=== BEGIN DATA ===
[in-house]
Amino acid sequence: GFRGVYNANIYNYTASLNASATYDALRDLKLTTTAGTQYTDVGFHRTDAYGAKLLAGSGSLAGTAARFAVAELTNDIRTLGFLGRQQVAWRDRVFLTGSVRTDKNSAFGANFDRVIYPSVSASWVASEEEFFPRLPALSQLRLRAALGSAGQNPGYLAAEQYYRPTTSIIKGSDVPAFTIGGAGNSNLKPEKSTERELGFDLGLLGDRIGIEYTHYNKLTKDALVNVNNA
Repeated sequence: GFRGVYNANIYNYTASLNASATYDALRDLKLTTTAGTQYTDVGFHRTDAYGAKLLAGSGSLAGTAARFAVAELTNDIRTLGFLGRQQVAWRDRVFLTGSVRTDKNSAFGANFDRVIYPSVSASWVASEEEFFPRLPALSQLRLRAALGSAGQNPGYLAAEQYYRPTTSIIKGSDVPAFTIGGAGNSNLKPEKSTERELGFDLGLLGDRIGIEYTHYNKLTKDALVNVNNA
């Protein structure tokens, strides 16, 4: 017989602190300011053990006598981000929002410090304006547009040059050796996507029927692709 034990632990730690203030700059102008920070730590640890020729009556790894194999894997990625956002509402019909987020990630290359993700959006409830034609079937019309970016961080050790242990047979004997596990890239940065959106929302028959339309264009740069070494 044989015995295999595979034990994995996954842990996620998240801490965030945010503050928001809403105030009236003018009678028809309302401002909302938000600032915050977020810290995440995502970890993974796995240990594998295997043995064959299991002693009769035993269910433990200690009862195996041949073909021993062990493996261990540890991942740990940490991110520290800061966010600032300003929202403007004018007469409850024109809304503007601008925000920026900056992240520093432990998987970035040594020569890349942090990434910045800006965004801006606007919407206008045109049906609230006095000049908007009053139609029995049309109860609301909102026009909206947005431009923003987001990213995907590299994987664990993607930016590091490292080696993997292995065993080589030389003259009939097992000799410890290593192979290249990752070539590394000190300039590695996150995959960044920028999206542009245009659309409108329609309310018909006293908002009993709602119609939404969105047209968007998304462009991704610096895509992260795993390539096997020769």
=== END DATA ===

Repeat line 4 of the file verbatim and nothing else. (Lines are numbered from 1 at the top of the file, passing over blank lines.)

């Protein structure tokens, strides 16, 4: 017989602190300011053990006598981000929002410090304006547009040059050796996507029927692709 034990632990730690203030700059102008920070730590640890020729009556790894194999894997990625956002509402019909987020990630290359993700959006409830034609079937019309970016961080050790242990047979004997596990890239940065959106929302028959339309264009740069070494 044989015995295999595979034990994995996954842990996620998240801490965030945010503050928001809403105030009236003018009678028809309302401002909302938000600032915050977020810290995440995502970890993974796995240990594998295997043995064959299991002693009769035993269910433990200690009862195996041949073909021993062990493996261990540890991942740990940490991110520290800061966010600032300003929202403007004018007469409850024109809304503007601008925000920026900056992240520093432990998987970035040594020569890349942090990434910045800006965004801006606007919407206008045109049906609230006095000049908007009053139609029995049309109860609301909102026009909206947005431009923003987001990213995907590299994987664990993607930016590091490292080696993997292995065993080589030389003259009939097992000799410890290593192979290249990752070539590394000190300039590695996150995959960044920028999206542009245009659309409108329609309310018909006293908002009993709602119609939404969105047209968007998304462009991704610096895509992260795993390539096997020769």